One of the big innovations of the Academic English 1 course taught at Navitas is the way it draws on the latest research in the sociology of education, Legitimation Code Theory, and linguistics, Systemic Functional Linguistics, to provide students with an accessible and versatile scaffolding for their academic writing. The key here is the image of the wave—a ground-breaking way of visualising how ideas and language interact within well-written, well-structured and high-achieving academic texts. On top of this innovative teaching tool, the course provides students and teachers with an approachable and memorable shared language for describing highly valued academic language—Power Words and Power Grammar. And importantly, the course explicitly teaches students to weave these words into a paragraph to create an effective piece of writing.
But before we look more closely at these teaching tools, let’s start with some simple questions:
- What do Academic English students have to demonstrate in their paragraphs to receive high marks?
- What kind of ideas should they express and in what order?
- What language should they use to clearly express these ideas?
Which would receive the highest marks on an AE course?
Keeping your answers to those questions in your mind, take a look at these two example paragraphs. Which one would you score more highly on an introductory Academic English course? What is it that makes one of these paragraphs better than the other?
It’s easy to see which of those paragraphs is best. The difficulty lies in showing our students why one is better than the other and in getting them to reproduce its structure and language in their own writing. In the following video, I show how the concept of the wave can provide students with a powerful way of visualising the flow of ideas in an effectively written opinion paragraph.
Take a look at these sentences, which form the second paragraph of the example essay on tourism. Can you arrange them so that the ideas they contain flow in a wave from generalisations to specific examples and then back to generalisations? (Some of the language has been changed from the original to make the task a little harder for you!)
Note: You need to drag the sentences to the left of the slide to make them stay in the right place.
So we’ve looked at the way that ideas develop within a paragraph, but what about the language used to express those ideas? In the next video, I look at the inseverable link between generalised, abstract ideas and the language used to convey them— Power Words and Power Grammar.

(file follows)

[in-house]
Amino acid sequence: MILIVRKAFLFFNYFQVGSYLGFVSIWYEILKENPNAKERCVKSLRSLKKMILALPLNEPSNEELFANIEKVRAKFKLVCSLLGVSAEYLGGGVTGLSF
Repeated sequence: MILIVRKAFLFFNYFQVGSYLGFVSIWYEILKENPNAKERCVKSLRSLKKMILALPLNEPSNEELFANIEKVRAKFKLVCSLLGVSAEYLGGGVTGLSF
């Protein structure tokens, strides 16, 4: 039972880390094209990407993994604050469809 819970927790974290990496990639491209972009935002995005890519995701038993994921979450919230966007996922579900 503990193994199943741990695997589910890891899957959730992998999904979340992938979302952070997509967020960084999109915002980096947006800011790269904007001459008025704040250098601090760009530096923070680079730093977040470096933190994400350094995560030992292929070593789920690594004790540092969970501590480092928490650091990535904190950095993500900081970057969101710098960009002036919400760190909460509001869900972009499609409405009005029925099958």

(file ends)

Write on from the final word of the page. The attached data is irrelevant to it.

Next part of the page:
Using your understanding of the specialised, subject-specific nouns that constitute Power Words and the nominalisations that facilitate Power Grammar, see if you can find the 10 examples of those nouns in the following example paragraph.
Power Words, Power Grammar and the wave—although these terms may seem unfamiliar, and perhaps even daunting at first, what they offer teachers and students is a simple, shared language for talking about good writing. They provide a logical and effective way to make explicit to our students the paragraph structure and language that will be rewarded with high marks, and they act as a powerful scaffold for learning. But don’t just take my word for it:
“I am a fan of the wave structure. I think it is a step up from the typical sandwich structure as it provides more scaffolding to the students in terms of the inner development of a paragraph. If followed, students’ paragraphs are likely to have more Power (i.e., be more formal & academic). In other words, following the wave structure produces a paragraph with clear staging (flow & linking), coherence and appropriate development. It’ll have depth & substance, & not be superficial.”
– Kari Qasem, Senior Teacher at Eynesbury College, Adelaide
- Ingold, R. and O’Sullivan, D. (2017). Riding the waves to academic success.
- Kirk, S. (2017). Waves of reflection: Seeing knowledge(s) in academic writing.
- Macnaught, L., Maton, K., Martin, J. R., and Matruglio, E. (2013). Jointly constructing semantic waves: Implications for teacher training.
- Martin, J.R. (2013). Embedded literacy: Knowledge as meaning.
- Maton, K. (forthcoming). Semantics from Legitimation Code Theory: How context-dependence and complexity shape academic discourse.
- Szenes, E., Tilakaratna, N., and Maton, K. (2015). The knowledge practices of critical thinking.
- Ingold, R. and Aris, S. (2018). Surfacing the hidden curriculum: Levelling the playing field for students.